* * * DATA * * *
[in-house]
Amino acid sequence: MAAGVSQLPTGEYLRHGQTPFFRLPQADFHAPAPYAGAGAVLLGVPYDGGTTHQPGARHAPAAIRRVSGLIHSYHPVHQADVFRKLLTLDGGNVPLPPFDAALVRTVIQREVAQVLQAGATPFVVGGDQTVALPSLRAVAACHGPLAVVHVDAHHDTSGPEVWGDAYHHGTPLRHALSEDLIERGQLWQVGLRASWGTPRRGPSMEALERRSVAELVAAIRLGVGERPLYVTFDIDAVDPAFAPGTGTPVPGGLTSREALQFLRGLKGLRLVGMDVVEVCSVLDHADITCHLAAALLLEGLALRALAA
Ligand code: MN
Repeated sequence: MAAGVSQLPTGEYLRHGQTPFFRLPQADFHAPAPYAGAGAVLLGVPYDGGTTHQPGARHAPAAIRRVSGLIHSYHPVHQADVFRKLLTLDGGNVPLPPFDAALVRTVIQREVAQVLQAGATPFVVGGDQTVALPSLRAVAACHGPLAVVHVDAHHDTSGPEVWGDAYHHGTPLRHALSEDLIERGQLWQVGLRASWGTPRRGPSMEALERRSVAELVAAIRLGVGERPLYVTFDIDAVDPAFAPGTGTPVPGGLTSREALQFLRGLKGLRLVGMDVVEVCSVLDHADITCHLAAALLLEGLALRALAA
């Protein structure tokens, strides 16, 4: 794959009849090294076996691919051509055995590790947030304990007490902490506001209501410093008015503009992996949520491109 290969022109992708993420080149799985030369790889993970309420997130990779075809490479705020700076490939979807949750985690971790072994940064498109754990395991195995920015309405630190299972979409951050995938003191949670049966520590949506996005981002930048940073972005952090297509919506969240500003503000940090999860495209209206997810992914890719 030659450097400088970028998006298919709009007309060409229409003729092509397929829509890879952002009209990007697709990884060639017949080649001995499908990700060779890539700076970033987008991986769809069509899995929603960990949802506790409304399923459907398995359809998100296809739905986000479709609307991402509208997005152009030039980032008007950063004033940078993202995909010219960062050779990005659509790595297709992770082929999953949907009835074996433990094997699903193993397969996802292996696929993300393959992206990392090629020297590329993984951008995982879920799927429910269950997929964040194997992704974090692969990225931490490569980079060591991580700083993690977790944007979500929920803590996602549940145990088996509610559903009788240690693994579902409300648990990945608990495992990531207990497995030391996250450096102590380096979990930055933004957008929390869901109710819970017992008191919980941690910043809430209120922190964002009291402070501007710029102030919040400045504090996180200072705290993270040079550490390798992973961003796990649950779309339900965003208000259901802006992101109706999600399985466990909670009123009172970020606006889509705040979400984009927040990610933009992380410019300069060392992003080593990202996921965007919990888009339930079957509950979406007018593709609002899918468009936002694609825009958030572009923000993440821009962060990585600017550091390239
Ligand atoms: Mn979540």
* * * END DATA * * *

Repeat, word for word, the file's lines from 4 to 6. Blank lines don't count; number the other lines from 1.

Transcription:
Repeated sequence: MAAGVSQLPTGEYLRHGQTPFFRLPQADFHAPAPYAGAGAVLLGVPYDGGTTHQPGARHAPAAIRRVSGLIHSYHPVHQADVFRKLLTLDGGNVPLPPFDAALVRTVIQREVAQVLQAGATPFVVGGDQTVALPSLRAVAACHGPLAVVHVDAHHDTSGPEVWGDAYHHGTPLRHALSEDLIERGQLWQVGLRASWGTPRRGPSMEALERRSVAELVAAIRLGVGERPLYVTFDIDAVDPAFAPGTGTPVPGGLTSREALQFLRGLKGLRLVGMDVVEVCSVLDHADITCHLAAALLLEGLALRALAA
């Protein structure tokens, strides 16, 4: 794959009849090294076996691919051509055995590790947030304990007490902490506001209501410093008015503009992996949520491109 290969022109992708993420080149799985030369790889993970309420997130990779075809490479705020700076490939979807949750985690971790072994940064498109754990395991195995920015309405630190299972979409951050995938003191949670049966520590949506996005981002930048940073972005952090297509919506969240500003503000940090999860495209209206997810992914890719 030659450097400088970028998006298919709009007309060409229409003729092509397929829509890879952002009209990007697709990884060639017949080649001995499908990700060779890539700076970033987008991986769809069509899995929603960990949802506790409304399923459907398995359809998100296809739905986000479709609307991402509208997005152009030039980032008007950063004033940078993202995909010219960062050779990005659509790595297709992770082929999953949907009835074996433990094997699903193993397969996802292996696929993300393959992206990392090629020297590329993984951008995982879920799927429910269950997929964040194997992704974090692969990225931490490569980079060591991580700083993690977790944007979500929920803590996602549940145990088996509610559903009788240690693994579902409300648990990945608990495992990531207990497995030391996250450096102590380096979990930055933004957008929390869901109710819970017992008191919980941690910043809430209120922190964002009291402070501007710029102030919040400045504090996180200072705290993270040079550490390798992973961003796990649950779309339900965003208000259901802006992101109706999600399985466990909670009123009172970020606006889509705040979400984009927040990610933009992380410019300069060392992003080593990202996921965007919990888009339930079957509950979406007018593709609002899918468009936002694609825009958030572009923000993440821009962060990585600017550091390239
Ligand atoms: Mn979540």